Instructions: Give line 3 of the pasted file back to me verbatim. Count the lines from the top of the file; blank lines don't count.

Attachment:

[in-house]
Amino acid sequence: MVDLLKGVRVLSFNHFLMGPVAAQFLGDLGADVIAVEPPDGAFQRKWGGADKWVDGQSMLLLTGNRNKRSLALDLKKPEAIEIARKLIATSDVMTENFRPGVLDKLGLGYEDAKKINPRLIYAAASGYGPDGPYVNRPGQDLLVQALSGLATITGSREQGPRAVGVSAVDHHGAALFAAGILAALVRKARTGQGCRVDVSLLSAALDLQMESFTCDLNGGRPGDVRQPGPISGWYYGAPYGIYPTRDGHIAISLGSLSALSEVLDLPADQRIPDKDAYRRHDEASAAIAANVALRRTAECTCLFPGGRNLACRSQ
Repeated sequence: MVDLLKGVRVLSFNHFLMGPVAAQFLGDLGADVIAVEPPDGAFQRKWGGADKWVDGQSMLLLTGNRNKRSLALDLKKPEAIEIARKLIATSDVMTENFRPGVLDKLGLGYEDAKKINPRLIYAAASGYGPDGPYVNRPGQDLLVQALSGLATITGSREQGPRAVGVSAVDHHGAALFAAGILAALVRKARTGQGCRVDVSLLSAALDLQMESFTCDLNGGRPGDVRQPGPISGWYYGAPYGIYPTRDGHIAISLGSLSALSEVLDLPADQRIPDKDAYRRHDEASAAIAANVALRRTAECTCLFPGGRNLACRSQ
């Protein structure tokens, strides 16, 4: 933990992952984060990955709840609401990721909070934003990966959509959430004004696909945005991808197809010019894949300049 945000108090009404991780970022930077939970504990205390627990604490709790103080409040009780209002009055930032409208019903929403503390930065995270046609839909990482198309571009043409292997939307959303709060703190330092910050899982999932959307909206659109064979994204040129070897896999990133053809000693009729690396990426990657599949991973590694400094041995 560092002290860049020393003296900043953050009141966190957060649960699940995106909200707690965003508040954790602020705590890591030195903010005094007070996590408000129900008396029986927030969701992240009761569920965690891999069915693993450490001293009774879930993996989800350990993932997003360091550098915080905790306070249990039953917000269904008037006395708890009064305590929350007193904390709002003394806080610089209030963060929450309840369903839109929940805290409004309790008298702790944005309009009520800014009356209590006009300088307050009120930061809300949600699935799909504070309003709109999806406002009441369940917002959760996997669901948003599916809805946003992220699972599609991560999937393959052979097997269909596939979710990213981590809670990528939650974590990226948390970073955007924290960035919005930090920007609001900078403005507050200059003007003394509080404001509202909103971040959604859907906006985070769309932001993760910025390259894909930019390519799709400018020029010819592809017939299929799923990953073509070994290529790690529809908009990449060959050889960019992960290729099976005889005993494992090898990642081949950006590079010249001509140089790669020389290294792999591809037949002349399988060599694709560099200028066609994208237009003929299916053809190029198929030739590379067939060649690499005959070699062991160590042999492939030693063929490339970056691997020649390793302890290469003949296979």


Repeated sequence: MVDLLKGVRVLSFNHFLMGPVAAQFLGDLGADVIAVEPPDGAFQRKWGGADKWVDGQSMLLLTGNRNKRSLALDLKKPEAIEIARKLIATSDVMTENFRPGVLDKLGLGYEDAKKINPRLIYAAASGYGPDGPYVNRPGQDLLVQALSGLATITGSREQGPRAVGVSAVDHHGAALFAAGILAALVRKARTGQGCRVDVSLLSAALDLQMESFTCDLNGGRPGDVRQPGPISGWYYGAPYGIYPTRDGHIAISLGSLSALSEVLDLPADQRIPDKDAYRRHDEASAAIAANVALRRTAECTCLFPGGRNLACRSQ